Whom do you like in a contest between the irresistible force and the immovable object?
Asked last week on The Dispatch Podcast which party he thinks will take the Senate, my colleague David French threw up his hands. Public anxiety over crime and inflation is real, he noted, and those problems aren’t abstractions the way so many policy issues are. They hit you where you live. If you’re looking over your shoulder when you walk down the street, if you’re having to substitute beans for meat at the supermarket, you carry your unhappiness with the status quo in your knotted gut.
Crime-flation is an irresistible electoral force and there isn’t much Democrats can say about either part of it.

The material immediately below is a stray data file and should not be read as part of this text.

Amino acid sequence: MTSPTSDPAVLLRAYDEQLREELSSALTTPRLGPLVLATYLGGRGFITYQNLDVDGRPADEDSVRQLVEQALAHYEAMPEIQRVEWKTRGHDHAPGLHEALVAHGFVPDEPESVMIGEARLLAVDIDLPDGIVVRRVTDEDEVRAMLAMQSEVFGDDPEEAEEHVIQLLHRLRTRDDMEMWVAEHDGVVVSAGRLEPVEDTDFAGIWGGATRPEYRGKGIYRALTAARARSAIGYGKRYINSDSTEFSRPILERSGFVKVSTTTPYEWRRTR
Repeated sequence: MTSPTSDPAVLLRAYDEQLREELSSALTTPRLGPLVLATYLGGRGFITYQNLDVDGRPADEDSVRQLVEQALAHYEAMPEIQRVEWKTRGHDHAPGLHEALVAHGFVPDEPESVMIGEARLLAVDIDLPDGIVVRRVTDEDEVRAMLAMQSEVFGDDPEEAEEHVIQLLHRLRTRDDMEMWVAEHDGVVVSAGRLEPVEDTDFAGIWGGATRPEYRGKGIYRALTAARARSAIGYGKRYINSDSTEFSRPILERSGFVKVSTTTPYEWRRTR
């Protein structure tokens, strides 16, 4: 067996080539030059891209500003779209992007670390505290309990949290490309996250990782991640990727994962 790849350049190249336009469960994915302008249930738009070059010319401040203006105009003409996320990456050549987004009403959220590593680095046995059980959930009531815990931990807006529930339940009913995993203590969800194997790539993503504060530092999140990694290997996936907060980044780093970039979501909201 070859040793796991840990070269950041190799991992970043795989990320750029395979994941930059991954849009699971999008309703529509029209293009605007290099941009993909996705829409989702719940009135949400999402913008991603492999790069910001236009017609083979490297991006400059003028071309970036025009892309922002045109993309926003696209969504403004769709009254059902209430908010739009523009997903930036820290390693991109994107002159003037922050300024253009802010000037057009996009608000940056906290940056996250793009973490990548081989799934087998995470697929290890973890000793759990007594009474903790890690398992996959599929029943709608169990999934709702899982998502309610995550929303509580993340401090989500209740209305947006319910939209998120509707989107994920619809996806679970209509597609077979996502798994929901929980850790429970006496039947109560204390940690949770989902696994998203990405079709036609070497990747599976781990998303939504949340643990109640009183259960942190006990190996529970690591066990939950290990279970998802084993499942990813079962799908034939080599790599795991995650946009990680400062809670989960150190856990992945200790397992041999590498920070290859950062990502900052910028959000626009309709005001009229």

The COVID relief bill they passed last year is widely understood to have catalyzed rising prices. Hopes for a reprieve from inflation before Election Day are fading as gas prices begin to climb again, reminding voters of the White House’s ludicrous beg-the-dictators-for-help energy policy. Presidents get blamed by voters for poor prevailing economic conditions even when they haven’t left many fingerprints on the economy, and Joe Biden has left plenty.